There are so many options out there, and while that’s great, it can be a little overwhelming. There are several variables that will impact which of these funding options are best for you.
The first thing you’ll need to confirm is how much funding you need. If you haven’t done that yet, use the Business Viability Kit to get started. This will help determine how many funding sources you’ll need, and which ones best align with what you’re looking for.
Each one of these funding options involves time investments including research, application writing, administration time and meetings, so it’s important to focus on pursuing the specific funding pockets that align with your values and will be most likely to succeed.
1. Personal investment (“bootstrapping”)
Bootstrapping involves putting down a lump sum of your own money (or personal loans) to start building your business as frugally as possible, investing more as you make more. Some famously successful bootstrapped companies include Patagonia, Spanx and Mailchimp.
Bootstrapping gives you flexibility in terms of not being accountable to anyone other than yourself. Limited budgets also have the added benefit of forcing innovation through a need to be resourceful.
This option limits you to your personal assets and requires careful strategic planning and contingency planning to lessen risks. Map out your financial plan, then determine how much of your own assets you want/need to invest in your business to get it up and running.
Even if you bootstrap your business to a degree, it’s a good idea to look beyond bootstrapping and see what else is available. You don’t want to leave potential money on the table.
2. Patient capital or “love money” from people you know
As the name suggests, patient capital or “love money” is a loan from someone (or a few people) close to you, like family or friends. They’re generally more flexible when it comes to taking time to pay back as the business starts to make money, and they don’t always require a return on investment. It all depends on your agreement.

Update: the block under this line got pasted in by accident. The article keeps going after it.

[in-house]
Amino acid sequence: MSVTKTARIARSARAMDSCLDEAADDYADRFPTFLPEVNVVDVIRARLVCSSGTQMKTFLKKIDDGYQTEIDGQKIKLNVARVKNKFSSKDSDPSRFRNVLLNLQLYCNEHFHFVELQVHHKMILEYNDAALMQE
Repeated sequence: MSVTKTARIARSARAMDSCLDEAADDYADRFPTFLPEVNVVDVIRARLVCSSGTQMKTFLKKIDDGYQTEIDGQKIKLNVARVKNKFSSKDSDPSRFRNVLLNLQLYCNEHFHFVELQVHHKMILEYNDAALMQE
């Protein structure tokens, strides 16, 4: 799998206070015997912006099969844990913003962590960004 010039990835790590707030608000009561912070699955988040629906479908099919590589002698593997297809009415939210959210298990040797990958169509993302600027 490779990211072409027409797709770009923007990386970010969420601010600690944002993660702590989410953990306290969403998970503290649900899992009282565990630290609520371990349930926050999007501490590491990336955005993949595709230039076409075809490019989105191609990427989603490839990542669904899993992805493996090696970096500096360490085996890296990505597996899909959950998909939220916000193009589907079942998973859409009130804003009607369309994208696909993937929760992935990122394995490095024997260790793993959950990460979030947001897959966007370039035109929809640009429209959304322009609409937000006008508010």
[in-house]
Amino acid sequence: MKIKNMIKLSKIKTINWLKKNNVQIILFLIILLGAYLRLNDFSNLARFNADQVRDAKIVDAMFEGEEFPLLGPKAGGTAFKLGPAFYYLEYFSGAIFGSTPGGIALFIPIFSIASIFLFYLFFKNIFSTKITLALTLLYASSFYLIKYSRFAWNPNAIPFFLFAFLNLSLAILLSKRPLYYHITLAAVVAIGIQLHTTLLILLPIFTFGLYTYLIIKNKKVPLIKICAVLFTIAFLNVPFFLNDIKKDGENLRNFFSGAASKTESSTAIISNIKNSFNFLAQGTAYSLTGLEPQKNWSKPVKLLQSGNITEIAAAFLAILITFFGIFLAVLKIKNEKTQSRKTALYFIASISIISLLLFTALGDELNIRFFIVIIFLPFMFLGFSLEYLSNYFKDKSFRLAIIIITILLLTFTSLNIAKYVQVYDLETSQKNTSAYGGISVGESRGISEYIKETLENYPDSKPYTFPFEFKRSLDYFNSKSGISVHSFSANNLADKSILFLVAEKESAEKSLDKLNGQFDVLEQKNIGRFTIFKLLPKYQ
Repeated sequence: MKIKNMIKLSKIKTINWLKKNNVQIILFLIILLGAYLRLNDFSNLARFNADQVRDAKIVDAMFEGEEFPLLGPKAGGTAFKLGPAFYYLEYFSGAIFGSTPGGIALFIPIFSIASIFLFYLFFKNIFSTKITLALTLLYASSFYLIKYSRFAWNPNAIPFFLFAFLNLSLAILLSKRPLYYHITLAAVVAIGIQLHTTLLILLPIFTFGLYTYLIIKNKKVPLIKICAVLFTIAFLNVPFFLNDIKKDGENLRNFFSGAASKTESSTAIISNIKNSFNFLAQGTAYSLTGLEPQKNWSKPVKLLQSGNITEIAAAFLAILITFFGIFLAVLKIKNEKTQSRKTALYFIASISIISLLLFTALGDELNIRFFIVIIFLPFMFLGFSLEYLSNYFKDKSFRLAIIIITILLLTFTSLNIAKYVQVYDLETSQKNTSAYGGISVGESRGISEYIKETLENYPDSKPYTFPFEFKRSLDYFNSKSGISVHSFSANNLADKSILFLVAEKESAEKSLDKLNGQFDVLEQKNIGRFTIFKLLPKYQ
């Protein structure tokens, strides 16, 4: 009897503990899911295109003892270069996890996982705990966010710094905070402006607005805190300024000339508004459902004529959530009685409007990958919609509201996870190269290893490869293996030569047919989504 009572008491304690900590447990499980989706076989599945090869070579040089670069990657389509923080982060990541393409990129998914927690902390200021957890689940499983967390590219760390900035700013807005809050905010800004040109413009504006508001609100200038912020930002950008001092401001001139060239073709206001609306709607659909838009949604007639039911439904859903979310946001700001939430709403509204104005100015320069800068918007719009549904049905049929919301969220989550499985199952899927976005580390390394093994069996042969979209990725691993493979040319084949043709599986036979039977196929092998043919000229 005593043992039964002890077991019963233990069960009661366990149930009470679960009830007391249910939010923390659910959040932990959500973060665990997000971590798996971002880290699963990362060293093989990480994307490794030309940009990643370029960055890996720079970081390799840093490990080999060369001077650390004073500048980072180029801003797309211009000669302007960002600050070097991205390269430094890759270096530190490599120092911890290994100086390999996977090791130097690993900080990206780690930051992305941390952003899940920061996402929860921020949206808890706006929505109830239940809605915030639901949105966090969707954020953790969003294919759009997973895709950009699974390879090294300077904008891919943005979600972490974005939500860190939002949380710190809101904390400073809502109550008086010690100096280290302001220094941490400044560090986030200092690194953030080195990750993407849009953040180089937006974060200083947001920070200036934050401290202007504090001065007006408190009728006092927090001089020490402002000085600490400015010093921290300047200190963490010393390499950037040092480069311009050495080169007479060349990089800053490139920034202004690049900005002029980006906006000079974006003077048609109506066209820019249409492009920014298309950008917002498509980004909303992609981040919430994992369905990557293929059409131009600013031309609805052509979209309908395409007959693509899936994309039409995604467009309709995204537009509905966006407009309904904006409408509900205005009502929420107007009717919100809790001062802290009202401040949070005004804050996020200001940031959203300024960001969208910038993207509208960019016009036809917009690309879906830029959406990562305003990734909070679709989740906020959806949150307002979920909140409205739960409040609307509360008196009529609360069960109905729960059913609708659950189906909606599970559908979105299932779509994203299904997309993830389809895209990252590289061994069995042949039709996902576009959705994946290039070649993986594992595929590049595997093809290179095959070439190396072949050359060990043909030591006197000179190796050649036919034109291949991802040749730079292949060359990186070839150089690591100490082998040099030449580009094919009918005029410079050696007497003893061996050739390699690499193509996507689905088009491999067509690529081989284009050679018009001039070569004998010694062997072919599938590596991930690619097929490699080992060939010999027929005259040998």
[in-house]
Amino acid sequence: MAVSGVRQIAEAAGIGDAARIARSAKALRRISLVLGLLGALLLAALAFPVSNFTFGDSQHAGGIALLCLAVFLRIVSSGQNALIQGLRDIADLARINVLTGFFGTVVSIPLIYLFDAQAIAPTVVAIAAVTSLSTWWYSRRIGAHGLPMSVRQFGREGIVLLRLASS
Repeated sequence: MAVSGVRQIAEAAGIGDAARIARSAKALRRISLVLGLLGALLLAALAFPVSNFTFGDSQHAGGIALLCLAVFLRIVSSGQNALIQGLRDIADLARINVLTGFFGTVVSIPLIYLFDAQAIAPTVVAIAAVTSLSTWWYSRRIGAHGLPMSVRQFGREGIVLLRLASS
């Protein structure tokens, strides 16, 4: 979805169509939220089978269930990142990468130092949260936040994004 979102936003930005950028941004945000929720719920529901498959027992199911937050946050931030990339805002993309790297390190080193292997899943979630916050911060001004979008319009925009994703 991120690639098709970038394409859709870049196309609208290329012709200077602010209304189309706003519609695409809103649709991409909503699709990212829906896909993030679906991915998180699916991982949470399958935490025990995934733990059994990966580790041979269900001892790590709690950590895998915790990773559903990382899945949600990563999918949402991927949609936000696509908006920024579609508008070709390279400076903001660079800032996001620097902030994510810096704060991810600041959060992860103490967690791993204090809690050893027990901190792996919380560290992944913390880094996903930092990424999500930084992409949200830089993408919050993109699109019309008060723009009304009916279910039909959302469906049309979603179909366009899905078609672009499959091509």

As an investor, they might want to be more involved with the company. You’ll want to clearly define expectations and levels of input in the business.
It’s always worth considering how personal relationships can become impacted in this dynamic. Whatever the final agreement is, make sure all parties sign a legally binding document prior to your business receiving any patient capital.
When money is involved, even the best relationships can become strained, so really think this option out before diving in.
3. Venture capital (“VC”) investors
Venture Capital is more geared towards high-growth and tech-focused start-ups. VC firms and investors are looking for a significant return on investment through companies well-suited for quick scalability. They’ll evaluate your business plan and growth potential and typically invest in exchange for a certain amount of equity in the company.
Obtaining VC funding requires a compelling pitch, competitive business plan and viable rapid short-term growth objectives.
4. Angel Investors
Similar to venture capital, angel investors are private high net-worth individuals who provide initial loans to help start-ups and entrepreneurs get their businesses started. In exchange, they’ll usually take between 20-50 per cent ownership equity of the company. Given this, effectively negotiating a contract you’re comfortable with is critical.
Only 5 per cent of Canadian companies seeking angel investments are successful, meaning you need to ensure your business is well-suited to what they’re looking for and highly competitive. Developing strong relationships with potential investors and mastering your business pitch is important for this too.
Many Canadian angel investors work with the National Angel Capital Organization (NACO), which partners with other organizations to create opportunities to meet potential investors.
5. Business incubators